Considering the number of crimes per 1,000 residents provides more perspective. The central city Kings Oak neighborhood reported just 12 crimes counted for the crime index, but it also is home to just 180 residents. Ranked 79th by the crime index, Kings Oak rises to 20 of 79 with 67 crimes per 1,000 residents. There are other things to consider as well, such as the number of non-resident employees and visitors to city neighborhoods. When considering crimes per 1,000 residents in Koskiusko (3,929), Near North Riverfront (230), Downtown (201), Riverview (181) and Downtown West (152) neighborhoods, the rates are inflated by either a very low resident population in a large geographical area, or an influx of visitors (10s of thousands per day in the case of Downtown and Downtown West). Those five neighborhoods are excluded from the graphic below for this reason. This same affect also likely impacts Forest Park Southeast and Mark Twain/I-70 Industrial, but perhaps to a lesser extent.
Looking at the city's 79 neighborhoods by crimes per 1,000 residents, we start to see that south, central and north city neighborhoods are less mixed. South and central city neighborhoods occupy the bottom 17 spots (fewest crimes per 1,000 residents) and 22 of the bottom 23 (of 79). North and central city neighborhoods occupy 19 of the top 20 spots (most crimes per 1,000 residents), with the 14-resident south city industrial neighborhood of Koskiusko sitting far and away at the top.
How significant was the change in relative position of city neighborhoods when considering crimes per 1,000 residents instead of simply the sum of all reported crimes? The Central West End and Bevo Mill each dropped 54 places (of 79 total). The CWE may be the most surprising. Although it is generally considered safe, more than 15,000 employees and visitors to the Washington University/Barnes-Jewish Hospital medical campus enter the neighborhood daily. Lindenwood Park dropped 49 spots. Outside the industrial neighborhoods of Koskiusko, Near North Riverfront and Riverview, the small central city neighborhoods of Tiffany, Lasalle, Kings Oak and Botanical Heights climbed the most. The graphic below lists neighborhoods in order of greatest to least number of total crimes reported, with bars and numbers showing how far the neighborhood moved on the list when considering crimes per 1,000 residents.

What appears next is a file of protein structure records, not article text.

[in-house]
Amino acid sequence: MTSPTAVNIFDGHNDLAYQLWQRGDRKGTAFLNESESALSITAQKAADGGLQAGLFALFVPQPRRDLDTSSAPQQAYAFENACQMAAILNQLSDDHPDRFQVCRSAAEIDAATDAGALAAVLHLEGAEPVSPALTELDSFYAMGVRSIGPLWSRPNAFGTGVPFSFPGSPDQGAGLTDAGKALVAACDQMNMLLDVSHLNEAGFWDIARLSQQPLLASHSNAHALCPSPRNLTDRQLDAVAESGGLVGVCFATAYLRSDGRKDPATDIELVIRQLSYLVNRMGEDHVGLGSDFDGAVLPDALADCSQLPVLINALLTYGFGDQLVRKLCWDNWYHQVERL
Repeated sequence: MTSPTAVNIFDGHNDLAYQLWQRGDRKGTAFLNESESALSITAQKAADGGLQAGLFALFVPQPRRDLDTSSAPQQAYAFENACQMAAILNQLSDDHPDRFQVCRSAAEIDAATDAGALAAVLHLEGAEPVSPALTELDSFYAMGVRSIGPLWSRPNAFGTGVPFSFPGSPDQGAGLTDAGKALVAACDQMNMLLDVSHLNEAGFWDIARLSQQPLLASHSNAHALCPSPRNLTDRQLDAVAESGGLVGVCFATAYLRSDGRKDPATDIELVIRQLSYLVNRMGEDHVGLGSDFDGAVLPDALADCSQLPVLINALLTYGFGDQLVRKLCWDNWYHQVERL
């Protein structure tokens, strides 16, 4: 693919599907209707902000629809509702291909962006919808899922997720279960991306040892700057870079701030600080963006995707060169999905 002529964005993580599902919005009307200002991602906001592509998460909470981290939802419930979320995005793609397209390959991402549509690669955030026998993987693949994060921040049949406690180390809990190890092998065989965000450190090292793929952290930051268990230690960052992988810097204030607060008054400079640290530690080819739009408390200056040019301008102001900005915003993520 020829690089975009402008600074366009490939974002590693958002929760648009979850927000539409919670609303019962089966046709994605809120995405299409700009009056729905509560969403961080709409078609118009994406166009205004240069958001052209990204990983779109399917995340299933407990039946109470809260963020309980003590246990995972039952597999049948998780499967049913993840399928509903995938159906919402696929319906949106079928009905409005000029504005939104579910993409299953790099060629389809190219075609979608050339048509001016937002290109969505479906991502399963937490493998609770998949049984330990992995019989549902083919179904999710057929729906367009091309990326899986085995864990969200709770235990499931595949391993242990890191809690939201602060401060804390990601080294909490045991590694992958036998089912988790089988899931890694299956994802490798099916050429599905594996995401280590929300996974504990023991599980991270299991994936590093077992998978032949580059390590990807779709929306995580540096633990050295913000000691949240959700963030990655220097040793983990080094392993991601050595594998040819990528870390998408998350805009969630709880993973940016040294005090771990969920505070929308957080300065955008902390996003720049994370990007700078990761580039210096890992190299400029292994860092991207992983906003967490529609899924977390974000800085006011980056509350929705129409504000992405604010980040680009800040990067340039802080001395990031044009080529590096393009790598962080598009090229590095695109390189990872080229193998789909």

The takeaway here is that there is an incredible amount of movement when thinking of crime in relation to the number of residents in a neighborhood. Average movement on the list was more than 24 spots. All of this was meant only to highlight perhaps the most simple, but also common abuse of crimes statistics – the total crime index. Returning to our jumping off point, was Alderman French correct? The O'Fallon (18th, 253) and Penrose (12th, 388) neighborhoods do have a much lower crime index than Downtown (1st, 743). But if it hasn't been made clear, that's probably the worst measure of crime we can use.
On the more subjective issue of whather O'Fallon and Penrose should be considered "crime-ridden"? Not by any reasonable measure. Considering crimes per 1,000 residents, Penrose is 30th of 79 – lower than many central and north side neighborhoods and five south side neighborhoods. O'Fallon, at 55th, has fewer crimes per 1,000 residents than The Hill and Tower Grove South.
Adding the measure of neighborhood population improves our understanding of crime statistics. But what about the type of crimes and our perception of safety? The FBI uniform crime report includes both crimes against people and crimes against property. In many neighborhoods, the high number of larceny-thefts skew the crime index and the number of crimes per 1,000 residents. The prevalence of particular types of crimes shape perceptions of safety. Next we'll look at how the 79 City of St. Louis neighborhoods compare when looking at crimes against people and crimes against property.
A follow-up post expands on the issues here. See: Understanding St. Louis: Total Crime Index, Violent Crimes and Property Crimes in City Neighborhoods